The BBC and euthanasia


Hi there,

Journalists are amateur bioethicists. Not just yours truly, but all of us who supply the news. And sometimes journalists have their own agenda. Another instance of this came to the fore this week in the UK. Ray Gosling, a veteran broadcaster and gay rights activist, was found guilty of wasting police time by fabricating a cock-and-bull on-air confession about mercy-killing a lover with AIDS some time ago.

It turns out that the story – which cost British taxpayers a pretty penny to investigate – was a complete fabrication. The 71-year-old told the court that “I would have done it. I would have, the tenses were wrong.”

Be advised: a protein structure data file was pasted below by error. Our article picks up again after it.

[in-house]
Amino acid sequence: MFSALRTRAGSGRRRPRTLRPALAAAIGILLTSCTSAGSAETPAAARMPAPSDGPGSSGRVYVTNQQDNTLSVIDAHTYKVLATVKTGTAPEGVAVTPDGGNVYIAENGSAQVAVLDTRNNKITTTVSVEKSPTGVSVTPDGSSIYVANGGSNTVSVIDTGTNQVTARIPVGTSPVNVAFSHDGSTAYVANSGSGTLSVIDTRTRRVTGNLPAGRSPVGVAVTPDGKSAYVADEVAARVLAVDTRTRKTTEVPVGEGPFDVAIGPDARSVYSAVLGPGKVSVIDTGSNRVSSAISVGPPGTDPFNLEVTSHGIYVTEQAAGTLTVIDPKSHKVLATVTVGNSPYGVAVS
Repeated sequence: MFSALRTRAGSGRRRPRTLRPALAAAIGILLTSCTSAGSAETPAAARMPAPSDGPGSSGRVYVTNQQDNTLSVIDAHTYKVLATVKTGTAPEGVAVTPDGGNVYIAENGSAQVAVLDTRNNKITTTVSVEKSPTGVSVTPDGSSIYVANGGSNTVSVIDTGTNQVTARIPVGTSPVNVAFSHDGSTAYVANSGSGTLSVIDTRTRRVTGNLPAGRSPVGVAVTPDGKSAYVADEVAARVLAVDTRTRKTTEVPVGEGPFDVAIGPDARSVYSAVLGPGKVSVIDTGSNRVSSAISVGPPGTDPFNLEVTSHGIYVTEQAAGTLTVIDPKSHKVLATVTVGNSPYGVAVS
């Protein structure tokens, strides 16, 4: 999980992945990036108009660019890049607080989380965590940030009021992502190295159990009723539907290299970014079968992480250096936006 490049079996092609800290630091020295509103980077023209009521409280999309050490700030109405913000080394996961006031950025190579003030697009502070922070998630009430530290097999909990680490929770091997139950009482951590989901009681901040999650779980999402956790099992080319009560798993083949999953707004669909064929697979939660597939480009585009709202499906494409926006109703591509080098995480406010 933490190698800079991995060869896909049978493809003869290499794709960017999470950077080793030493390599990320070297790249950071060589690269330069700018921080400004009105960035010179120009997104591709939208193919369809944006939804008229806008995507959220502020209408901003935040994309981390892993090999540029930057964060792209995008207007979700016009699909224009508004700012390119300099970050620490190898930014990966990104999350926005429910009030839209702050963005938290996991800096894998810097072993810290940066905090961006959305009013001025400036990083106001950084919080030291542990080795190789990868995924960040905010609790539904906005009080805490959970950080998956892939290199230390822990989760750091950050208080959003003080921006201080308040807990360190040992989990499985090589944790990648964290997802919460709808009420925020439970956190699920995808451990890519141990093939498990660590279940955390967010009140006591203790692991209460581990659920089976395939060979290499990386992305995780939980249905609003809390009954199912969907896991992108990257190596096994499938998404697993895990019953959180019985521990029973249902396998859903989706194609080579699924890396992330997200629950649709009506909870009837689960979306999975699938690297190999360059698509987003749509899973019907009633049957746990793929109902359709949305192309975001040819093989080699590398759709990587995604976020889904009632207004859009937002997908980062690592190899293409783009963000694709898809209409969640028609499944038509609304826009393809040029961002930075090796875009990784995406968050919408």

As the judge pointed out, a bit more than the tenses were wrong: “You know the power of television celebrity and the trust the public and television producers have in you. You have to match this with the responsibility of identifying and telling the truth to the public.”

But, to my mind, the real scoundrels in this fantasy were the BBC producers whom Gosling told about the “murder” and did nothing. For them it was just an appealingly sensational yarn. They did not shrink from collaborating with Gosling’s aggressive promotion of euthanasia. Isn’t that evidence of unabashed prejudice on the part of the BBC, Britain’s premier source of news?

Any comments from the UK?

Cheers,

Michael Cook
Editor




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